The International Monetary Fund (IMF) has warned that rising oil prices is a recipe for high inflation.
The global financial institution made the assertion in a new report, adding that the trend is capable of slowing growth across the world.
It also averred that current geopolitical conflict is reminiscent of events of the 1970s, adding that Russia’s invasion of Ukraine has caused fossil fuel prices to spike.
In a report titled, “Lower oil reliance insulates the world from 1970s-style crude shock” noted that the war in Ukraine and sanctions on Russia are causing substantial economic spillovers, notably for energy.
According to the Washington-based lender, “For some, rising oil prices may echo the 1970s when geopolitical tensions also caused fossil fuel prices to spike.”
The report explained that the memories of the high inflation and slow growth that followed—known as stagflation—have fueled concerns about a possible repeat. Importantly, though, times have changed.
It further explained that oil price increases have been contained by spare production capacity in some countries and petroleum reserves in others.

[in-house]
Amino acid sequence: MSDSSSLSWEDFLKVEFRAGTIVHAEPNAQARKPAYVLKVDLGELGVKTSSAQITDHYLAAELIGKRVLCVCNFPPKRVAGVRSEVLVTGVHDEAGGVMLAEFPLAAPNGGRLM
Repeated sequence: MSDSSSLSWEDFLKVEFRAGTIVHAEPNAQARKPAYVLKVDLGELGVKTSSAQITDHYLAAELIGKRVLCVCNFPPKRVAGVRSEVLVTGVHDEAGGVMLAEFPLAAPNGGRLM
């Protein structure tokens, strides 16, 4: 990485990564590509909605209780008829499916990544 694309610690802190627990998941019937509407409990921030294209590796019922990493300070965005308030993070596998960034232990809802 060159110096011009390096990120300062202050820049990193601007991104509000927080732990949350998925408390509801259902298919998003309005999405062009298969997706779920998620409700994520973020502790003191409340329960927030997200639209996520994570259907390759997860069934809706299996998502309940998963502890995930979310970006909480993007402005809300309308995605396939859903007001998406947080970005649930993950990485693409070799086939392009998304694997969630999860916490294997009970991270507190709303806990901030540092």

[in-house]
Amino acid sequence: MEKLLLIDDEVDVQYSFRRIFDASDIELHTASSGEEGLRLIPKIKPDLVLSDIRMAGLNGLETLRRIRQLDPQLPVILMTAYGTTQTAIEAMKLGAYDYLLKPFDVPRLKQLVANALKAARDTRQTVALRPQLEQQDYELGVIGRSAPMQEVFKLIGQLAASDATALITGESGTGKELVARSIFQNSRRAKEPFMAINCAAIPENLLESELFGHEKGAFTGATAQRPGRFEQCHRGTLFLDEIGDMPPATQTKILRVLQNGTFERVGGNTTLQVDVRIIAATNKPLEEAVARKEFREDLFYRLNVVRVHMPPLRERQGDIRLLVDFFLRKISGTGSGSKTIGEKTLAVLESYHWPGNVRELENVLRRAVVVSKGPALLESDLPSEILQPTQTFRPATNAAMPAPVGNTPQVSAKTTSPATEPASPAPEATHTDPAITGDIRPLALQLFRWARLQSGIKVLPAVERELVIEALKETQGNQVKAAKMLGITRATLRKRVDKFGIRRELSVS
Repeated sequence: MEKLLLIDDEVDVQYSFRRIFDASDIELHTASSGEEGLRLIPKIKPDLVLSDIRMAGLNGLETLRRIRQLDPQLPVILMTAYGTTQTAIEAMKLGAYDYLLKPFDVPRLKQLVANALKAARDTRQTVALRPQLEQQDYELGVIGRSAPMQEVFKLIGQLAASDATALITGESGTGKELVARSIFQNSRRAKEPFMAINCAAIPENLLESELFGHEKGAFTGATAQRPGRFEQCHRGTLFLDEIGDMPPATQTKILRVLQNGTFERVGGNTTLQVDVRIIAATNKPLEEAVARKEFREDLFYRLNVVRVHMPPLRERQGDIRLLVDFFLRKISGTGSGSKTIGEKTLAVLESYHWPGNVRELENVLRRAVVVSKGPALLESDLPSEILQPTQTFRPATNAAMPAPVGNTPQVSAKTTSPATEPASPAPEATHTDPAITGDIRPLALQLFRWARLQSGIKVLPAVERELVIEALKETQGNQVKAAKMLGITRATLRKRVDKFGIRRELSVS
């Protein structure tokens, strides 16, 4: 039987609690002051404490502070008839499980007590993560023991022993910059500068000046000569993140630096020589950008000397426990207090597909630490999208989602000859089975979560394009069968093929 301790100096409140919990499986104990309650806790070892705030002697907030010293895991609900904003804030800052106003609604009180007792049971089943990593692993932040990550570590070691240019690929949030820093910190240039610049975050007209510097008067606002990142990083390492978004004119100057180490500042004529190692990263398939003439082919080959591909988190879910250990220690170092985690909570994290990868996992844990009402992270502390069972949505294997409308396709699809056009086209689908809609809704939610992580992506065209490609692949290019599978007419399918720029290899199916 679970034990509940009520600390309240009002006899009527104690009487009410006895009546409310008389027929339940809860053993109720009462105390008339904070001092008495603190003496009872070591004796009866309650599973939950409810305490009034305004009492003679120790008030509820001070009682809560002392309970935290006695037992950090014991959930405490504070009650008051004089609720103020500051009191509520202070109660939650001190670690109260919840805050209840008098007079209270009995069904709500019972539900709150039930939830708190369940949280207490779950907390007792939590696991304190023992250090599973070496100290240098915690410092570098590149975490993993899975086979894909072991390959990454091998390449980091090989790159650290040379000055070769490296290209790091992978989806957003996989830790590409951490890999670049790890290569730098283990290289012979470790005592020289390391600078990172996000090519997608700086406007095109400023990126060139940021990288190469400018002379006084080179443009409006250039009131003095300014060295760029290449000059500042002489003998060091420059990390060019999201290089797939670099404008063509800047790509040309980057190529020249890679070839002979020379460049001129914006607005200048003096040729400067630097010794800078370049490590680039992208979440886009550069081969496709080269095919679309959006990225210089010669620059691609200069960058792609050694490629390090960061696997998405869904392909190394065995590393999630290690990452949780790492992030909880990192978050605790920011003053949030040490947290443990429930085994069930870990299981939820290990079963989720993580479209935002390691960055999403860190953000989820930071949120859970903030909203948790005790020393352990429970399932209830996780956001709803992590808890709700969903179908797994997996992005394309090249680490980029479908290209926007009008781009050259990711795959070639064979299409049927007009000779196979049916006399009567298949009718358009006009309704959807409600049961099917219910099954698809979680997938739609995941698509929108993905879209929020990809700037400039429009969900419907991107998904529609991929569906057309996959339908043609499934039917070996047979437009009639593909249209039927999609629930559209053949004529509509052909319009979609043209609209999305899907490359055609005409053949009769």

The report explained that Brent crude, the global oil benchmark, had risen to about $100 before the Ukraine crisis pushed it above $130 in a seven-year high.
The IMF stated that the central banks have changed since the 1970s, saying that more are independent today, and the credibility of monetary policy has broadly strengthened over the intervening decades.
The report said that it expects global growth to be close to the pre-pandemic average of 3.5 per cent, even after the April World Economic Outlook lowered projections, pointing out that it still could slow more than forecast, and inflation could turn out higher than expected.
It explained that this may be most salient for parts of Europe, given their relatively higher reliance on Russian energy imports.